Yes; the other thing is that, of course, the value proposition in the UK and the US is different, and many restaurants are not delivering. It's not only that they're getting additional customers but that these are not customers they would have had anyway because they don't deliver. I think the value proposition is very different, and a lot of the older restaurants in Egypt, even before delivery platforms, were already split between delivery and dine-in. Before online platforms existed in the US and the UK, that number was purely pick up and dine-in.

Moving on to look at grocery, how is convenience in grocery delivery evolving in Egypt?

It's still very recent. We are in the very early stages. Penetration of grocery delivery online versus offline is very, very low; this wave almost didn't happen at all, so it's mostly offline. That was also because it was very easy for you to just go to the corner shop and grab your groceries or go to the convenience store. This is also going to change because they will find that the experience is much faster online, and they're going to find a good selection they can have access to very quickly instead of going through the aisles and looking for what they want.

In the same way food delivery changed, that wave will also come in and change many things. We already see small signs that this is where it's going to go, and when you see other countries that have the same dynamics as Egypt, such as Turkey for example, it's booming right now. So we believe that the same wave is going to happen here.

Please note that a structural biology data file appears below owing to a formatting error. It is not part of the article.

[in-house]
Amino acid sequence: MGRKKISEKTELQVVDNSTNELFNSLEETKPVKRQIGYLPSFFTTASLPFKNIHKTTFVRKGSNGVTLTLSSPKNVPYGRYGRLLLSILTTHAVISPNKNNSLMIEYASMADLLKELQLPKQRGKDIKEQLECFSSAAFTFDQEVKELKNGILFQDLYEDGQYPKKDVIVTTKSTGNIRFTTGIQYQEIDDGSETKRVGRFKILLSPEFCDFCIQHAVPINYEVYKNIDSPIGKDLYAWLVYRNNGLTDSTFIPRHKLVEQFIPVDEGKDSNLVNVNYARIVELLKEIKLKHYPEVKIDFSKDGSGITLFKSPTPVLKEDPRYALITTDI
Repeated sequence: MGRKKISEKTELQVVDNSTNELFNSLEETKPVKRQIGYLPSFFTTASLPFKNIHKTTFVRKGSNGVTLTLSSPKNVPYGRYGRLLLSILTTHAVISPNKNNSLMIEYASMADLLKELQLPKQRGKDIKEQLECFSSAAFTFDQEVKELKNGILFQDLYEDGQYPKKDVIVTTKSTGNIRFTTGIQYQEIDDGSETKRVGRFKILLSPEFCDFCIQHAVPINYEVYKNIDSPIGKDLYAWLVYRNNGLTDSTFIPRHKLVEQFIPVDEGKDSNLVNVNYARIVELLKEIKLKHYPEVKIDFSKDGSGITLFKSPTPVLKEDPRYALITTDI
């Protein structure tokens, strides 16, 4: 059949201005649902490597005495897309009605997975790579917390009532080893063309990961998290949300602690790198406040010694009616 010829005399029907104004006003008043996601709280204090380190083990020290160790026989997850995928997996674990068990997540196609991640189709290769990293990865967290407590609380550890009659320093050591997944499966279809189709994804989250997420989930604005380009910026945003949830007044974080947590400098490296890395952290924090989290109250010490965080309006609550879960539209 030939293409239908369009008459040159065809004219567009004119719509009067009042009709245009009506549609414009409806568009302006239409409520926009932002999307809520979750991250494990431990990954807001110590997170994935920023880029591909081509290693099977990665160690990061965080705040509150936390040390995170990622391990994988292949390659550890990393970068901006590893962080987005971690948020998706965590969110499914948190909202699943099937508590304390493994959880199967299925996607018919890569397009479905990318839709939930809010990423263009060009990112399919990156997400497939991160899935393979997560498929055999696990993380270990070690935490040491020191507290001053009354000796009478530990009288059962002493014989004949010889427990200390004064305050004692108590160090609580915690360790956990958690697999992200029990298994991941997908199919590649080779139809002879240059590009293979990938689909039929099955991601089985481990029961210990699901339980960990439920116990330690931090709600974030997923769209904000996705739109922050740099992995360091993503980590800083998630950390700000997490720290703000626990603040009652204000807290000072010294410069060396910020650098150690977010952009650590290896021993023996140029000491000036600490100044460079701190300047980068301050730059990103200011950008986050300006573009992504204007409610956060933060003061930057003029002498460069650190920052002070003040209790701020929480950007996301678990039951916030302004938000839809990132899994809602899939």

So why is Egypt only 7%?

The whole digitization and a lot of the online ordering platforms that came in, came a little bit late. There was only one platform for almost 17 years in the market, and it didn't offer the best experience and wasn't run in the best way. When the market became a bit competitive, we started competing, and other global players started coming in; the whole story changed, and acceleration started. But for a very long time, there wasn't a very strong ecosystem in Egypt for technology companies, nor the whole restaurant industry. That changed over maybe 2015 to 2020.

When you look at the grocery or convenience delivery business, how do you think that impacts the food delivery flywheel?

It changes users' frequency and retention because they rely more on the app. More importantly, the efficiency of the delivery network improves. Also, the drivers' economics and earnings start coming up, and the price for the users starts coming down. I think the only bad thing is, sometimes, the experience gets too busy for the users. That's what we hear as feedback all the time. Some users prefer to have two separate apps, one purely for grocery and one purely for the whole restaurant and food dining needs.

How do you think that’s going to change in Egypt, with regard to the consumer preference of having one or two apps?